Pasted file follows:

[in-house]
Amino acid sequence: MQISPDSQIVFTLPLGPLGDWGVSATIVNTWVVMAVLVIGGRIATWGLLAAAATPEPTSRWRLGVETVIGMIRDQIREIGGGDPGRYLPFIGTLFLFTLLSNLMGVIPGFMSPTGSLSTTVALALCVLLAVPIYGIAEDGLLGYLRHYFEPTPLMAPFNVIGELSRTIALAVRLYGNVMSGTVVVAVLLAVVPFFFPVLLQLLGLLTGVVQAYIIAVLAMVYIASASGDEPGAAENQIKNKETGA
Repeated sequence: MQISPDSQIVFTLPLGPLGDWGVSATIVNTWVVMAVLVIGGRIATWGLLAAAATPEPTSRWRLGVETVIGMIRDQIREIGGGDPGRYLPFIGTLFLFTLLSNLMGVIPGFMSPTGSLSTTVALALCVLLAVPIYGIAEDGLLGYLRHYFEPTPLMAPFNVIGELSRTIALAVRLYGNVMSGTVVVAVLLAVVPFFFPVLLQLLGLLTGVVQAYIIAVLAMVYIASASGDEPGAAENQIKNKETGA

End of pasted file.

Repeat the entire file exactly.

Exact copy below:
[in-house]
Amino acid sequence: MQISPDSQIVFTLPLGPLGDWGVSATIVNTWVVMAVLVIGGRIATWGLLAAAATPEPTSRWRLGVETVIGMIRDQIREIGGGDPGRYLPFIGTLFLFTLLSNLMGVIPGFMSPTGSLSTTVALALCVLLAVPIYGIAEDGLLGYLRHYFEPTPLMAPFNVIGELSRTIALAVRLYGNVMSGTVVVAVLLAVVPFFFPVLLQLLGLLTGVVQAYIIAVLAMVYIASASGDEPGAAENQIKNKETGA
Repeated sequence: MQISPDSQIVFTLPLGPLGDWGVSATIVNTWVVMAVLVIGGRIATWGLLAAAATPEPTSRWRLGVETVIGMIRDQIREIGGGDPGRYLPFIGTLFLFTLLSNLMGVIPGFMSPTGSLSTTVALALCVLLAVPIYGIAEDGLLGYLRHYFEPTPLMAPFNVIGELSRTIALAVRLYGNVMSGTVVVAVLLAVVPFFFPVLLQLLGLLTGVVQAYIIAVLAMVYIASASGDEPGAAENQIKNKETGA